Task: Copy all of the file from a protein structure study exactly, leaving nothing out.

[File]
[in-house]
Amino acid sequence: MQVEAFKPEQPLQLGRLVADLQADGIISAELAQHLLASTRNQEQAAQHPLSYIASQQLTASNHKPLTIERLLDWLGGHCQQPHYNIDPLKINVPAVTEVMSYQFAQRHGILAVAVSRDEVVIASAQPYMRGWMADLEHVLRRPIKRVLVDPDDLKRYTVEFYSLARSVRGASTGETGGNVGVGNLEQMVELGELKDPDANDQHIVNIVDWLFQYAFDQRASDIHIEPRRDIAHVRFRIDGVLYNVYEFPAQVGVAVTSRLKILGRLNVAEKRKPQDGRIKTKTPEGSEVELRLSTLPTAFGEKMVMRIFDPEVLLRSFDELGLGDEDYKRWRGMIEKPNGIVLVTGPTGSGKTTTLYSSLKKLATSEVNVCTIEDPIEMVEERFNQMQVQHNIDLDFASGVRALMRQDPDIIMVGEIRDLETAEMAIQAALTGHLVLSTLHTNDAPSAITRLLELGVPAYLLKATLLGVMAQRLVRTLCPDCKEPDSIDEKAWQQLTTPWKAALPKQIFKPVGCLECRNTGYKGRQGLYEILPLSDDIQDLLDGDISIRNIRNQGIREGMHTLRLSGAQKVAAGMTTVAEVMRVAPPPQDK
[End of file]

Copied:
[in-house]
Amino acid sequence: MQVEAFKPEQPLQLGRLVADLQADGIISAELAQHLLASTRNQEQAAQHPLSYIASQQLTASNHKPLTIERLLDWLGGHCQQPHYNIDPLKINVPAVTEVMSYQFAQRHGILAVAVSRDEVVIASAQPYMRGWMADLEHVLRRPIKRVLVDPDDLKRYTVEFYSLARSVRGASTGETGGNVGVGNLEQMVELGELKDPDANDQHIVNIVDWLFQYAFDQRASDIHIEPRRDIAHVRFRIDGVLYNVYEFPAQVGVAVTSRLKILGRLNVAEKRKPQDGRIKTKTPEGSEVELRLSTLPTAFGEKMVMRIFDPEVLLRSFDELGLGDEDYKRWRGMIEKPNGIVLVTGPTGSGKTTTLYSSLKKLATSEVNVCTIEDPIEMVEERFNQMQVQHNIDLDFASGVRALMRQDPDIIMVGEIRDLETAEMAIQAALTGHLVLSTLHTNDAPSAITRLLELGVPAYLLKATLLGVMAQRLVRTLCPDCKEPDSIDEKAWQQLTTPWKAALPKQIFKPVGCLECRNTGYKGRQGLYEILPLSDDIQDLLDGDISIRNIRNQGIREGMHTLRLSGAQKVAAGMTTVAEVMRVAPPPQDK